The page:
Wednesday, March 22, 2017

Anthem, theater and a singular nationalism

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Kaleidoscope is experiencing an increasing shrinking of the space to be entertained. Being a regular visitor to the movie theatre he has no hesitation to say that yes, he enjoys the ambiance. When the movie on screen is not enjoyable he enjoys the play that runs parallel among the spectators. For example while watching the much celebrated Srijit Mukherjee movie Zulfiquar, one of the co spectators shouted at the entry of a celebrated poet Srijato: “Look it’s the Spine poet, writes in the facebook!” – so for a moment it was enjoyable. While he played the role of a backboneless cowered, a couple of lines were played inside kaleidoscope's  head in a loop mode “I am a human being, you too/ but the difference is in our spines!” It was difficult to stop being laugh out loud.

The real absence in the entertainment started to appear when one of the Kaleidoscope’s favourite songs the national anthem “jana gana mana” is made compulsory before the commencement of any movie. The problem is to prove you are a patriot now you have to stand inside a movie theatre, well Kaleidoscope doesn’t know what happens to those theatres where people enjoy b or c graded pornographies. Do you really need to stand before you watch pornography? How embarrassing it would be for the country which is popularly projected as the “mother!” kaleidoscope could remember many of his friends had embarrassing experiences of being caught in the act by their mothers! Perhaps most embarrassing experiences with pornography till you have to stand for national anthem before watching pornography at the theatre. Kaleidoscope wishes to do ethnography on it!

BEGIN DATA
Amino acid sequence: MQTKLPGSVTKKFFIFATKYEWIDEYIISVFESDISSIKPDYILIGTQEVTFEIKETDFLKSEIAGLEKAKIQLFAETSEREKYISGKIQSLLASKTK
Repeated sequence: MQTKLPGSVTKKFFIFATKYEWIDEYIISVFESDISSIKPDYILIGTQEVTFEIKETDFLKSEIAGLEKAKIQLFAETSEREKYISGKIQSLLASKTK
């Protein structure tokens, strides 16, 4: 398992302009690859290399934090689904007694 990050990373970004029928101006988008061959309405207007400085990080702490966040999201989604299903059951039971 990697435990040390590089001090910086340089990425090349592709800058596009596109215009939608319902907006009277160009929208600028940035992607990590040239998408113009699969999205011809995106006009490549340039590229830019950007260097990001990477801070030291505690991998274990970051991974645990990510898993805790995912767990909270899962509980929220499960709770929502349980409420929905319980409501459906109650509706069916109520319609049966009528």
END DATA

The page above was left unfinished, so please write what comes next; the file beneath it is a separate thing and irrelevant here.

On a serious note the problem is whether you consider nationalism as an imagined community (Anderson), or impersonal society (Gellner) or ideology (Hobsbawn), there are expectations from the nation. Human rights, secularism, freedom of speech, syncretism and the like are a few of those. The depression is now you need to reinforce these sentiments (and you are miserably failing to do so!) which were always been there and actively practiced by the forefathers. Examples of Sayyad Ibrahim, translation of Mabharata as Razmnamah represents an atomic portion of the whole volume. While Indians are compressed between Caste, state and religion they are happy to stand at the movie theatre and see an orange clad man selling noodles or becoming CM. Territorial dimensions have always been porous and changing, Hinduism has always been multiple and so does the Muslim and other religions! So when you need nationalism to maximise your interest you tend to make it commonsensical to make others accept Brahminical Hindusim and undermine the rest at places and at others you play "jana gana mana!"

Kaleidoscope, nevertheless did not stop going to the theaters and he stands with others as he is supposed to stand often holding a bucket full of popcorn. The problem is when a movie like Rangoon uses other parts of the Jana Gana Mana people stood up and asked those who refused to. When Kaleidoscope insisted that this is not the national anthem, he gets a reply which makes him happy with the movie theater once more: “This is the old National Anthem!” Kaleidoscope knows it pretty well that movie theaters would never fail to amuse him whether there is a national anthem played or not!